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China Media Project

From their website:

The China Media Project leverages the Journalism & Media Studies Centre’s experienced staff faculty and its extensive contacts with mainland Chinese media and its unique position at the doorsteps of China to generate systematic, multi-facted research in the field of Chinese journalism.

JMSC established the China Media Project in late 2003. The project is directed by Qian Gang, a veteran Chinese journalist and well-known author of several books on journalism, and Yuen-ying Chan, an award-winning journalist and educator as well as founder and director of JMSC.

Last Updated: July 7, 2016

A Softer Touch on Soft Power

David Bandurski
China Media Project
Soft power has become strategically important for China because cultural productivity and influence are now regarded as important components of comprehensive national power.

Ali Baba’s Cave and Pandora’s Box

David Bandurski
China Media Project
When Lu Wei — the man who reportedly led the crackdown on the “Big V” Weibo account holders last year — was asked at a press conference why sites like Facebook (which is blocked in China) had been “shut down,” he responded with a homespun metaphor.

China Quietly Gives Global News Awards

David Bandurski
China Media Project
Although the WMS was, according to Chinese state media, “co-launched by Xinhua News Agency and other major media organizations around the world,” the event has always been solidly China’s prerogative.

China’s “Seven Base Lines” for a Clean Internet

David Bandurski
China Media Project
Run down the list of the “Seven Base Lines” and it is painfully obvious that this is part of a new government initiative to assert stronger control over online speech. This is yet another internet tightening in China ostensibly...

(Editorial) Why Southern Weekly Said “No”

QIan Gang
China Media Project
The road to freedom of expression as guaranteed in Article 35 of China’s Constitution will be a long one.

A Bowl of Hot Porridge: A Song for Southern Weekend

David Bandurski
China Media Project
The Beijing News published a loving tribute, yes, to porridge. In particular, to the porridge of the south. But it is really a song of love and support for Southern Weekly. 

Inside the Southern Weekly Incident

David Bandurski
China Media Project
A Hong Kong University media scholar's review of the strife that led to a strike at one of China's most influential newspapers...

Rule of Law: A Ring to Bind China's Internet (Analysis)

David Bandurski
China Media Project
China’s new propaganda chief, Liu Qibao, has laid out an agenda for increased political controls on the Internet.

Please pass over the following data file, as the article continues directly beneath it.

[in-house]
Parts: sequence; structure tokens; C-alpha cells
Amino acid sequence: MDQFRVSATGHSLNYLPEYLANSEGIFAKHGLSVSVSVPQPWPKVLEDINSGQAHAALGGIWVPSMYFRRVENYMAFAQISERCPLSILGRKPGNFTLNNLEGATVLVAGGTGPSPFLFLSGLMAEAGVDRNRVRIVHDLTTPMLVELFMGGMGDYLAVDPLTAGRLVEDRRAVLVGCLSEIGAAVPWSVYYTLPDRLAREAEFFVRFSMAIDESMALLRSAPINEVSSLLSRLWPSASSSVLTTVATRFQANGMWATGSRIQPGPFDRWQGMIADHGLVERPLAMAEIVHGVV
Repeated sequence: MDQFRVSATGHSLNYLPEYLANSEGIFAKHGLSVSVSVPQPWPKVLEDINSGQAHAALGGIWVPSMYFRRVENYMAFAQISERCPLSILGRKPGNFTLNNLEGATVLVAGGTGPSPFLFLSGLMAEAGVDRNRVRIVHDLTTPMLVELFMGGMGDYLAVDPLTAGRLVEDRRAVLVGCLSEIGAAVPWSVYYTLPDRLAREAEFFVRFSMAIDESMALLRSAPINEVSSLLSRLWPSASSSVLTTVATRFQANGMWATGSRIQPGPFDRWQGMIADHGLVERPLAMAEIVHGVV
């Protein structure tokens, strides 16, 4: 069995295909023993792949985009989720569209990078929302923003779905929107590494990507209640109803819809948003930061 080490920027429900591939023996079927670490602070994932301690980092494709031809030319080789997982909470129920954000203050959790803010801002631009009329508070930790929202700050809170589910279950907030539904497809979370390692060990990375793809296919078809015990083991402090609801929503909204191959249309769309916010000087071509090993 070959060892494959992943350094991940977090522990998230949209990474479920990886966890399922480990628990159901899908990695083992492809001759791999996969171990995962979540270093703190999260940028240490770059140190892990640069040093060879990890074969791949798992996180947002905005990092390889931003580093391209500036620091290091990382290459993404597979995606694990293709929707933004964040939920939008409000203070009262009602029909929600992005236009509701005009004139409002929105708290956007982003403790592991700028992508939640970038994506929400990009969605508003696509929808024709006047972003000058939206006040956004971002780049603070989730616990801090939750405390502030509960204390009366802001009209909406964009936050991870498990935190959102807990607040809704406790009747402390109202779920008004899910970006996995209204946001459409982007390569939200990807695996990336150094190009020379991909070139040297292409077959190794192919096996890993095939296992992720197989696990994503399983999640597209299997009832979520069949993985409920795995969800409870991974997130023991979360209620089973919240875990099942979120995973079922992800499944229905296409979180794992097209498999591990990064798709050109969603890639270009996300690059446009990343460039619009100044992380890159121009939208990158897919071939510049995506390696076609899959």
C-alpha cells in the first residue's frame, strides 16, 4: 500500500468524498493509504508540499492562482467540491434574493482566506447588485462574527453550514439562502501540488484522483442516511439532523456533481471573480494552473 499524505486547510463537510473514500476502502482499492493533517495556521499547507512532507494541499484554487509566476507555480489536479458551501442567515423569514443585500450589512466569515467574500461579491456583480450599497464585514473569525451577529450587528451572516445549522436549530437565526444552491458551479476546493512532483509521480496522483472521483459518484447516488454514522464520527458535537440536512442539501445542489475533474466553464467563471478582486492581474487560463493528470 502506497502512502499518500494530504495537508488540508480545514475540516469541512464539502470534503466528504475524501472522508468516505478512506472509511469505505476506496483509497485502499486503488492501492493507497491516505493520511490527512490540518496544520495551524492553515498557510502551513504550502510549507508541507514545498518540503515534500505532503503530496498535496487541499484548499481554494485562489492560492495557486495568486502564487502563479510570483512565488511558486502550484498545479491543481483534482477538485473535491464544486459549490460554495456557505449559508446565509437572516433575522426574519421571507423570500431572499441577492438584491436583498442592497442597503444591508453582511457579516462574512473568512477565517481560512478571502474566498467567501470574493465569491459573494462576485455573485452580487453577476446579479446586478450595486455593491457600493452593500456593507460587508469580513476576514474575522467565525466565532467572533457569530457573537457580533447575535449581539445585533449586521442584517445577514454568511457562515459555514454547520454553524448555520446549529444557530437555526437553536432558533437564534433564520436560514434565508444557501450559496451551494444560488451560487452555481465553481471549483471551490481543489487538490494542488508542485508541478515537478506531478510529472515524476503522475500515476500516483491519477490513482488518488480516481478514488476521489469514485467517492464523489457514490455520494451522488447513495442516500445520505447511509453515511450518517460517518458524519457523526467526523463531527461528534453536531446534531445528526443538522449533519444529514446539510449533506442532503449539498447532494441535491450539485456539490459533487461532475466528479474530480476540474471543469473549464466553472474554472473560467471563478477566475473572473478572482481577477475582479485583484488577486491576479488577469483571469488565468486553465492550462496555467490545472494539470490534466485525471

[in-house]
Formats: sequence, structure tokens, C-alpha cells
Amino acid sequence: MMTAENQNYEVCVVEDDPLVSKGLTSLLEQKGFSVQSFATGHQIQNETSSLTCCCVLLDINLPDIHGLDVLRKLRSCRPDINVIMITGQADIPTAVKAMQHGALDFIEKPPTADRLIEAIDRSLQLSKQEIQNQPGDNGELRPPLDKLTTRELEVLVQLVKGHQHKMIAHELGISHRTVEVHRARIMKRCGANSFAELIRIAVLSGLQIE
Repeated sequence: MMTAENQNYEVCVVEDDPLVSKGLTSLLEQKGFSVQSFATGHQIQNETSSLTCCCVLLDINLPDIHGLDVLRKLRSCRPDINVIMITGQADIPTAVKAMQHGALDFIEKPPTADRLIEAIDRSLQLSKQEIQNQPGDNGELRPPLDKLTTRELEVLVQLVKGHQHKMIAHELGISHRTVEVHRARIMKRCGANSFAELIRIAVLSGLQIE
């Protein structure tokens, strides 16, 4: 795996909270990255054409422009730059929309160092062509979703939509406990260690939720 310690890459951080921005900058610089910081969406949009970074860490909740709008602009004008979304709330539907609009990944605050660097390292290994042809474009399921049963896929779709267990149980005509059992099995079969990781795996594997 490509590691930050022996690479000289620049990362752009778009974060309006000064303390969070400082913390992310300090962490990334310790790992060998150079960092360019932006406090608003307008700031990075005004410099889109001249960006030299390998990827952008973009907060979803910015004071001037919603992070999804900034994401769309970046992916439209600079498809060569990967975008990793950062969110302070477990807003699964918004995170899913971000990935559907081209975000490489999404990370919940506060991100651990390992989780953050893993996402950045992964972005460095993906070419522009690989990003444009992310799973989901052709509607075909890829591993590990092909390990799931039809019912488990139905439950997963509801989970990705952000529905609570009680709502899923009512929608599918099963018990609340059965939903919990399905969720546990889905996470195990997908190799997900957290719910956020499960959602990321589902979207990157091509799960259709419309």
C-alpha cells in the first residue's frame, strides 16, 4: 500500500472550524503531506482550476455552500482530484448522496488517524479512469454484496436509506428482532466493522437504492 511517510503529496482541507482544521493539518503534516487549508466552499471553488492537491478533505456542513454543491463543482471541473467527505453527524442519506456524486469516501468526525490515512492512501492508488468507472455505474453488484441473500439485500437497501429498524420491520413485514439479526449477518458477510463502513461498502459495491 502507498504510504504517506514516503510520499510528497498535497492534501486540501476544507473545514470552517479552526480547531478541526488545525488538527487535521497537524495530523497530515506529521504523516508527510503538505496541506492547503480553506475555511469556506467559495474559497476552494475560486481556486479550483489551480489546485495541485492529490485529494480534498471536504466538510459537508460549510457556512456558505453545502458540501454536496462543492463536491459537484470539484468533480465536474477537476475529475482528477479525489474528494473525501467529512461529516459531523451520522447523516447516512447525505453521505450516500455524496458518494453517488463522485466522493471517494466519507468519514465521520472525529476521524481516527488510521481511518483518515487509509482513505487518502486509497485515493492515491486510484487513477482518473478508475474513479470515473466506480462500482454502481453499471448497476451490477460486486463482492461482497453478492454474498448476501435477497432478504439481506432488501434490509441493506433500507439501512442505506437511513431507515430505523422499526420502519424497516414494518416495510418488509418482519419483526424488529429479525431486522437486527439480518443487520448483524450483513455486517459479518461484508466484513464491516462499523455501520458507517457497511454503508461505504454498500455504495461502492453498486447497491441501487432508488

Poeple's Daily: Be Good Online, Please

David Bandukski
China Media Project
People’s Daily cautions that the Internet is as much a tool of rumor and misinformation as a platform for information sharing. 

Party Report Suggests Old Guard is Strong

Qian Gang
China Media Project
My preliminary conclusion: conservative forces within the Party are still very powerful. According to the line marked out by the political report to the 18th National Congress, there is very little prospect that substantive moves will be made on...

Clubs and Cameras: Stability Preservation in the Age of Weibo

David Bandurski
China Media Project
Many images and video posted to Chinese social media from the scene in Ningbo have already been deleted — and some users reported Sunday that Ningbo-based users were unable to post content. But Sina Weibo and other platforms remain the primary...

The Mixed Bag of Socialism

Qian Gang
China Media Project
Ahead of the 18th National Congress, the phrase “socialism with Chinese characteristics” is as strong as ever.

Qian Gang: The Power of Separation

Qian Gang
China Media Project
If I suggested to my audience that “separation of powers,” the tripartite model of state governance common to many of the world’s democracies, exists in the Chinese Communist Party too, they would probably revile me. “You must be...

Total Denial and the Will to Forget

Qian Gang
China Media Project
Anyone who regularly observes the topsy-turvy world of Chinese politics understands that the past, even the remote past, can exert a powerful influence on the present and future. Major historical anniversaries — like that of the 1989 Tiananmen...

State Media Call For “Rational” Patriotism

David Bandurski
China Media Project
After two days of violent anti-Japanese protests in China stemming from a territorial dispute over a chain of islands in the East China Sea, media in China are now calling on the public to remain calm and “rational,” apparently concerned about how...